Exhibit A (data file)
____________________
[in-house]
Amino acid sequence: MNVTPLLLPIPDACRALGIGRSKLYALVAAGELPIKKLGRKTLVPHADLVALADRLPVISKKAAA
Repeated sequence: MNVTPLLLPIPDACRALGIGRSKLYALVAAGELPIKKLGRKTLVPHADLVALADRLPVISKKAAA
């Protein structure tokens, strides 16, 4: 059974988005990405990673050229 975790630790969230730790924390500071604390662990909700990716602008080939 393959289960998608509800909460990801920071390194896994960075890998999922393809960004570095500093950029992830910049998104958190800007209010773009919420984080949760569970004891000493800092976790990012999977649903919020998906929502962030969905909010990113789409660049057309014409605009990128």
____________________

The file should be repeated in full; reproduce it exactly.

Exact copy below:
[in-house]
Amino acid sequence: MNVTPLLLPIPDACRALGIGRSKLYALVAAGELPIKKLGRKTLVPHADLVALADRLPVISKKAAA
Repeated sequence: MNVTPLLLPIPDACRALGIGRSKLYALVAAGELPIKKLGRKTLVPHADLVALADRLPVISKKAAA
């Protein structure tokens, strides 16, 4: 059974988005990405990673050229 975790630790969230730790924390500071604390662990909700990716602008080939 393959289960998608509800909460990801920071390194896994960075890998999922393809960004570095500093950029992830910049998104958190800007209010773009919420984080949760569970004891000493800092976790990012999977649903919020998906929502962030969905909010990113789409660049057309014409605009990128």